Hanging Out in Rockford: A personal journey—part two

The other job I had at the north pit was that of clay picker. The traveling belt that carried the gravel to the Cedar Rapids crusher passed by at a high speed. Every once in a while, clay would be mixed with the gravel. This clay messed up the crusher and the screen plant that sorted the gravel, so it had to be “picked.” This was the most boring job in the world, standing and staring at the moving belt for 11 or more hours per day. This would only be broken up by intermittent periods of furious picking when the clay ran heavy. Most of the time, you did nothing.

At Harlem High School, I had a wonderful teacher. His name was Paul Mann. He taught chemistry and physics, two subjects I excelled in. I did not think I would be able to go to college, so I did not sign up for the PSAT (Pre Scholastic Aptitude Test). Paul Mann came to the class I was in, pulled me out and paid for the test out of his own pocket. I believe I scored the highest of any student in my class. He was a graduate of Beloit College, and he encouraged me to apply there. My counselor, Dick Dresser, discouraged me. He said I would never be able to compete with the East Coast kids, that Beloit College was out of my league. When I made the dean’s list the first semester, I made sure to stop back into his office to show him my grades. Some people simply shouldn’t be counselors.

I enrolled at Beloit College, and my classes were scheduled to start in the fall. I bought a car from Alan Campbell Used Cars at a lot close to the Hilander store on Rural to take with me to school. It was a 1956 Opal station wagon. I had to learn to double clutch to drive it; the part that caused the gears to mesh was gone. On my way home from the gravel pit one night, I hit a Volkswagen in front of the potato chip plant on Windsor Road. They had put a new stop sign up while I was at work, and the sun was in my eyes. I couldn’t afford to repair the Opal, so I fastened a front bumper out of a plank and took it to college that way. That got me by fine until a Beloit cop pulled me over and said to get it fixed or get it off the road. He said it had been a joke for long enough.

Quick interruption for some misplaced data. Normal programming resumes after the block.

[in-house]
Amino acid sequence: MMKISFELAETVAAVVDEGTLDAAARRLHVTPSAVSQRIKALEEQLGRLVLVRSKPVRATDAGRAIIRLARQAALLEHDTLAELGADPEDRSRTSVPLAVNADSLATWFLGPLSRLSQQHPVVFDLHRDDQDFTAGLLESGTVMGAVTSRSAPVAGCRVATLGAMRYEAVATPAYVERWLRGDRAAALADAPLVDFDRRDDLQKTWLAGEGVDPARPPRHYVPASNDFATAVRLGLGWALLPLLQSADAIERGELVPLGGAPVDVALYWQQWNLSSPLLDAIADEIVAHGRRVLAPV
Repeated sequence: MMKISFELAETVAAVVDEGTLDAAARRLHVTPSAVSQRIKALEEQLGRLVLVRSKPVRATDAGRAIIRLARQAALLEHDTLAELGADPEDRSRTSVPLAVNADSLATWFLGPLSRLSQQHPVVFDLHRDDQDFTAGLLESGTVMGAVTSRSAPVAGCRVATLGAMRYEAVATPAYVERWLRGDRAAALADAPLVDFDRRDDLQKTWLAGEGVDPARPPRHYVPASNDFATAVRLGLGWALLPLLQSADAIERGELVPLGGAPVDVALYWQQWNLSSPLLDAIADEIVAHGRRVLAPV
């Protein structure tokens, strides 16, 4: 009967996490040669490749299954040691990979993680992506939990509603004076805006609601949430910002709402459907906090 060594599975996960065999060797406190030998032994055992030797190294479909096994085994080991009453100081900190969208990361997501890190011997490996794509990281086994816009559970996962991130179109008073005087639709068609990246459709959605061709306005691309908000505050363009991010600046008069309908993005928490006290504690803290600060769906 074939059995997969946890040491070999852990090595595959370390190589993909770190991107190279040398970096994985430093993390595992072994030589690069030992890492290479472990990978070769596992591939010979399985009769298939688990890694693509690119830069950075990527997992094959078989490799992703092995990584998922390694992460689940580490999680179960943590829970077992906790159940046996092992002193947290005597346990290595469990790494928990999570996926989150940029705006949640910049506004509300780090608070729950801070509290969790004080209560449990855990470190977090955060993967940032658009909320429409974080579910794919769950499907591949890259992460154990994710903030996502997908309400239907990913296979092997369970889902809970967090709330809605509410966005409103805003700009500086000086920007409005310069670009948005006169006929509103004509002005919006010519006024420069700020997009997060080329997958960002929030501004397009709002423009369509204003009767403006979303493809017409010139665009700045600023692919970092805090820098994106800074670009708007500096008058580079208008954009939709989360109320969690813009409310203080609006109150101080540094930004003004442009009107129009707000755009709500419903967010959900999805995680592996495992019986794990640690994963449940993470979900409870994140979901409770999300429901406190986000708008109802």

After I had been at Beloit for a year or so, I bought another car, a Ford Anglia. The synchro was gone on this one, too. In addition, the floorboards were rusted out. I covered the rusted floor portions with sheet metal, but the sheet metal would shift when you turned corners, and the body flexed, causing snow and sleet to spray into the driver’s compartment. In the winter, the Anglia wouldn’t start, so I always parked it on a hill. Even then, the help of three or four fraternity brothers was sometimes required to push start it. I was dating a girl from the East Coast, a debutante. Her father was on the board of admissions of Harvard Medical School. After one ride in the car, she called her father. What kind of car did I want to drive? she asked. I was too proud, even then, to accept. I soon stopped seeing her.

After three years at Beloit, I was forced to drop out. I just couldn’t keep up with things financially. My mother and Uncle Frank had a phobia about filling out financial aid forms. My bill got larger and larger. The pressure became too much for me. I dropped out and got married to Robin. We had a son, Drew. I was working at the National Can Company in Loves Park in the shipping department. I drove a forklift and loaded out trucks and boxcars. I got so good with the forklift that I could load a boxcar without help. This brought me a lot of overtime on Sundays.

The other jobs at the can company included slitter operator. This required you to rack the metal sheets that formed the can bodies and pull out the short ones before you put them in the hopper. If there was a miscut, it would jam the hopper and shut down the line. In addition, you had to keep the end machine full so that the ends were there as needed. This was pretty tricky. A college student, Jack, was promoted to the slitter, hopper, end area. The first day, he went home with cuts all over his hand, and his mother was aghast. He jokingly told her that he got the job because the last guy who had it cut off his finger.

I was really getting tired of the factory mentality although National Can paid pretty well. I wanted to find something else. I tried selling vacuum cleaners for the Traxel Compact agency. It was run by an ebullient man of giant proportions, Wally Traxel. He was the type of person who could sell refrigerators to Eskimos.

More next week

Mike Leifheit’s “Hanging Out In Rockford” reviews locally-owned restaurants, businesses and Rockford life. These columns are available on his Web site, IrishRoseRockford.com, and featured on WNTA talk radio AM 1330. Leifheit is owner of the Irish Rose restaurant in the downtown River District.

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